The GED exam can pave the door to a better life for anyone who did not complete high school. Indeed, most employers expect applicants to have a high school diploma or the equivalent; therefore, adults who did not complete high school can take the GED test to meet this requirement.
So, what’s on the GED test? Those who are preparing for the GED test for the first time should be familiar with the GED test subjects. In this article, we’ll go through each section of the GED test.
Let’s get started with our free GED practice test to pass the actual exam on your first try.
What is the GED Test?
The General Educational Development test, or GED, is a standardized test that is administered across the United States. The purpose of the test is to assist individuals who did not complete high school.
The GED test was created in 1942 with the belief that everyone deserves the opportunity to improve their lives. The exam was created after World War II to assist troops returning from the war, many of whom were often illiterate and unskilled outside of combat.
Since then, the test has grown in popularity, and it is now offered to people who did not complete high school. The GED test enables people to obtain the qualifications they need to succeed in their careers or further their education.
GED certification is recognized across the United States and can be obtained at any time of year. The exam takes around seven hours to complete, but the results are well worth it.
GED certification is accepted by colleges and institutions all around the United States. Furthermore, the GED test has been given to over 20 million people and is still rising, with a high success rate. Some GED holders have gone on to successful careers in politics and education.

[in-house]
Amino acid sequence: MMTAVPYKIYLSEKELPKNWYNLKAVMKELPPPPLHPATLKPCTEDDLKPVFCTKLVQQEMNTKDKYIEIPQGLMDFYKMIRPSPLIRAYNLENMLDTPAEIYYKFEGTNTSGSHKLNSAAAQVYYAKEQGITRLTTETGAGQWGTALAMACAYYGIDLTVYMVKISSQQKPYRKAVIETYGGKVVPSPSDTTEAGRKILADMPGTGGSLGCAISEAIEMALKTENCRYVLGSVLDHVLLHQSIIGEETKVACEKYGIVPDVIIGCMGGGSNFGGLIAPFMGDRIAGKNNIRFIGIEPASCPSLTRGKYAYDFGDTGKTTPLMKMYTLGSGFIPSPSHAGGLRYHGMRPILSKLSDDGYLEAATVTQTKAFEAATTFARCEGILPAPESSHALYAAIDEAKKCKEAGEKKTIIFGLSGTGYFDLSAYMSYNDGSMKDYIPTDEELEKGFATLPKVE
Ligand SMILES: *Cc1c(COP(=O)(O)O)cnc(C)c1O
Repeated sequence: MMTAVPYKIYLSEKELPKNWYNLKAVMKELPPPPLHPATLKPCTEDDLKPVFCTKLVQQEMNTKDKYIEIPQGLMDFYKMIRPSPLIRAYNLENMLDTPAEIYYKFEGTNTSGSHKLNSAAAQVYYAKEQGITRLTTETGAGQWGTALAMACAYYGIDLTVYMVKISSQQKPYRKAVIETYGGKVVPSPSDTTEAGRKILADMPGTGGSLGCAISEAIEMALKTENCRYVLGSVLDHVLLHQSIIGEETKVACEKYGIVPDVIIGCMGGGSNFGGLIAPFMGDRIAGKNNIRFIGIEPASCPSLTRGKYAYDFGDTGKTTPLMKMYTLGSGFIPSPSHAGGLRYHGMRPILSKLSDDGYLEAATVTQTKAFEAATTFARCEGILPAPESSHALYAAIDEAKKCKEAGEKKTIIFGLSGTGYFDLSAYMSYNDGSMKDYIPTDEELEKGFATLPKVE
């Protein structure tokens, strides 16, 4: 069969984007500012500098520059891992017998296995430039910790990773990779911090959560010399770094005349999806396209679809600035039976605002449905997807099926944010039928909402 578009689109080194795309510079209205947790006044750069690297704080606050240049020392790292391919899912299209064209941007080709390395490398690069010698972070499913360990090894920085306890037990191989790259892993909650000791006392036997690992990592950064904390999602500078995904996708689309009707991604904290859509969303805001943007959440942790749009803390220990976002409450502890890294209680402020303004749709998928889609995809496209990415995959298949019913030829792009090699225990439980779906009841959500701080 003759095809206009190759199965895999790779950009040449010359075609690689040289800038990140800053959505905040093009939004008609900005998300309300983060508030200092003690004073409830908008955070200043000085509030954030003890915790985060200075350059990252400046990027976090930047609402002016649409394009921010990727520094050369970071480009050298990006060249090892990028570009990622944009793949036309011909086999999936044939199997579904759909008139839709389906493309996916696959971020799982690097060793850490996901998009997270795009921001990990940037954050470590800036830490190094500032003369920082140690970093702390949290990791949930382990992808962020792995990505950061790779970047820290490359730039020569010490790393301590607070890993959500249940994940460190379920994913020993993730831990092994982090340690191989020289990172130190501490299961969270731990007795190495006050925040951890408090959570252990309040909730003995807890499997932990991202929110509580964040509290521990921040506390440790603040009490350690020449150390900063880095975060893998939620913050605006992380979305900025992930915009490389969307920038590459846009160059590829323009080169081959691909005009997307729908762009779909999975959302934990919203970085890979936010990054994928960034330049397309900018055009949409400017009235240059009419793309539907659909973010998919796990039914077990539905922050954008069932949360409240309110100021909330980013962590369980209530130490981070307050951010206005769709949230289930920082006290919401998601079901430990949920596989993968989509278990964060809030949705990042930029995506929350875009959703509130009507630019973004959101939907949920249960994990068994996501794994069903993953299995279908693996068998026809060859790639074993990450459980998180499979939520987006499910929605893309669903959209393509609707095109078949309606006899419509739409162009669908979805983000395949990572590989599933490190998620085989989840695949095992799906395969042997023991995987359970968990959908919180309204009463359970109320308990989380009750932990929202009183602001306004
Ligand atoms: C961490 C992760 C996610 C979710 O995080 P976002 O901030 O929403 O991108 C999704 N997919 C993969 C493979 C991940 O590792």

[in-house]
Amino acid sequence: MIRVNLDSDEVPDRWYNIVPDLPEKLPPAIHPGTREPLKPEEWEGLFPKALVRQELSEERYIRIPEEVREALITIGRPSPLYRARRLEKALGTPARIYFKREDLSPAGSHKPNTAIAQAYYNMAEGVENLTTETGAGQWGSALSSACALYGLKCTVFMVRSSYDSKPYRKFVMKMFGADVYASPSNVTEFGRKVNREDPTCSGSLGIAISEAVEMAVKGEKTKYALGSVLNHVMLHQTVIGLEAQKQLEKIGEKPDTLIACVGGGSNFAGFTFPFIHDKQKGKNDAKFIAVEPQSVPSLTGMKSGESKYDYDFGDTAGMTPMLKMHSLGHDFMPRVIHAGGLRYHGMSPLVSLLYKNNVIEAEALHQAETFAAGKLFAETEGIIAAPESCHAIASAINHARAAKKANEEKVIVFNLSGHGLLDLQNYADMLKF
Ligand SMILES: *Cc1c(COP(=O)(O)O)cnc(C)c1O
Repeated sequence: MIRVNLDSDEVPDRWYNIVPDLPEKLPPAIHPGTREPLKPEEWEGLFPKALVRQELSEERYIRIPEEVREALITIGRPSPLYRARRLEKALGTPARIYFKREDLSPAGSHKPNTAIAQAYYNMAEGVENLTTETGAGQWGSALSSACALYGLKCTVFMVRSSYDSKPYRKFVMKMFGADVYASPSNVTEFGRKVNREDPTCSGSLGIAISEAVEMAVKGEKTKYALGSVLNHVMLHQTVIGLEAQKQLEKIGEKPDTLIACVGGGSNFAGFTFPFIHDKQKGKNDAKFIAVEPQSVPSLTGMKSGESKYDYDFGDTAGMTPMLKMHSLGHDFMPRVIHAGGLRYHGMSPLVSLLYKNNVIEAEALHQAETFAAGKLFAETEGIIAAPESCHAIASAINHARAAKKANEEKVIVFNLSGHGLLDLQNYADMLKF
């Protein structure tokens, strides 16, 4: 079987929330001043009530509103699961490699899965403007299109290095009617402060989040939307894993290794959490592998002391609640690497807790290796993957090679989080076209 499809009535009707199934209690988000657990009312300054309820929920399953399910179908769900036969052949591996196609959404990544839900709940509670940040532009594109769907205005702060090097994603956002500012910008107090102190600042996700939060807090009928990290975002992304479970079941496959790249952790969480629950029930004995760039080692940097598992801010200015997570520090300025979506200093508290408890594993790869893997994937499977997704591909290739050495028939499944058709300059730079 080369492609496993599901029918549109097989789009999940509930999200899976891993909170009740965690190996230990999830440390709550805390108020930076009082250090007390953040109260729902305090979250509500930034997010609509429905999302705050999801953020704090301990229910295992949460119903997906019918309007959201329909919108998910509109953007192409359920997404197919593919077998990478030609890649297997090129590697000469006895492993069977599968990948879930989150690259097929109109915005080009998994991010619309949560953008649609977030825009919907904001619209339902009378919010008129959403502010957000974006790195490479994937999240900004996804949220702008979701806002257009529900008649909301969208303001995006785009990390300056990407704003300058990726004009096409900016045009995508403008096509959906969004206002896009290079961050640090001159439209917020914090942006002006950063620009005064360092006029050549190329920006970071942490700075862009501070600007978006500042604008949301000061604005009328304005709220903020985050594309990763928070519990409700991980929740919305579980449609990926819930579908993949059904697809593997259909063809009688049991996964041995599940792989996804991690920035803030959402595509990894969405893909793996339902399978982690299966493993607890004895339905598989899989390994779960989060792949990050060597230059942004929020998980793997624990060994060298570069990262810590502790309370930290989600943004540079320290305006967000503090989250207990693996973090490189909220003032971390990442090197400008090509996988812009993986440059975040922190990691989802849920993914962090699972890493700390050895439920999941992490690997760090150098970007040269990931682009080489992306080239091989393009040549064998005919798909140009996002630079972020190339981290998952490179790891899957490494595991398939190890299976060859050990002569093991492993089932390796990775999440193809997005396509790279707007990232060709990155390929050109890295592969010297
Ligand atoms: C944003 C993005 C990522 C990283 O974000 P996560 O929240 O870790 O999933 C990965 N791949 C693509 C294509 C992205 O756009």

What’s on the GED test?
So what subjects are on the GED? The GED test is computer-based and covers four GED test topics: mathematical reasoning, language arts reasoning, social studies, and science. Each topic requires its own test. It’s not necessary to take them all at once.
The table below includes a summary of each part:
Language Arts (RLA)
What to expect on the GED Test?
The GED test not only closely resembles the curriculum found in typical high school courses, but also aims to prepare test takers for real-world intellectual exposure encountered in university settings and beyond.
Every question you come across will be relevant to either academics or the workplace. To prepare for the exam, make sure you go through a lot of GED sample test questions.
Social studies, mathematics, science, and language arts are the four sections of the GED exam. You won’t be able to get your GED until you pass all of the sections. Unlike other standardized examinations such as the SAT, test takers usually take each section of the test separately rather than all at once.
You’ll find at least one of the following types of questions in each section: fill-in-the-blank, multiple-choice, hot spot, drag-and-drop, and short answer.